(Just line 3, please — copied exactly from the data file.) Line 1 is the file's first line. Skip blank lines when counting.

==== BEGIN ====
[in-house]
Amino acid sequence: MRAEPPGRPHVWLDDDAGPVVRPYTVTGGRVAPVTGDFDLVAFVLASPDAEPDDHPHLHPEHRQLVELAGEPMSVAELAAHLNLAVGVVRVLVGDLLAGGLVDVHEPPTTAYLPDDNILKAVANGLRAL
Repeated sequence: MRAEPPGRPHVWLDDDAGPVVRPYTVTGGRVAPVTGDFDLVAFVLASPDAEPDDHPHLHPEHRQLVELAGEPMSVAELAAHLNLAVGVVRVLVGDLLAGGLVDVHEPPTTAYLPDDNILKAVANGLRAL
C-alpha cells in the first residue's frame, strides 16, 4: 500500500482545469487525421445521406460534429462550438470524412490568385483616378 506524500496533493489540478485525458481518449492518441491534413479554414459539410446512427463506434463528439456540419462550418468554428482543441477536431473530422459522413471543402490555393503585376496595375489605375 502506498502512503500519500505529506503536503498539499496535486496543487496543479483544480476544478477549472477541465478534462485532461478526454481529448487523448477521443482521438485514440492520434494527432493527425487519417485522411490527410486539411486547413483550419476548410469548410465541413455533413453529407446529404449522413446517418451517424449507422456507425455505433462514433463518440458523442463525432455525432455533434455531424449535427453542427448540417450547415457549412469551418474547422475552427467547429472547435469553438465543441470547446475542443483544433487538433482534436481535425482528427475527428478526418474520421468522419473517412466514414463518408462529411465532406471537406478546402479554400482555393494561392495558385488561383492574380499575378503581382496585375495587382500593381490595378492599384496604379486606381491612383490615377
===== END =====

Repeated sequence: MRAEPPGRPHVWLDDDAGPVVRPYTVTGGRVAPVTGDFDLVAFVLASPDAEPDDHPHLHPEHRQLVELAGEPMSVAELAAHLNLAVGVVRVLVGDLLAGGLVDVHEPPTTAYLPDDNILKAVANGLRAL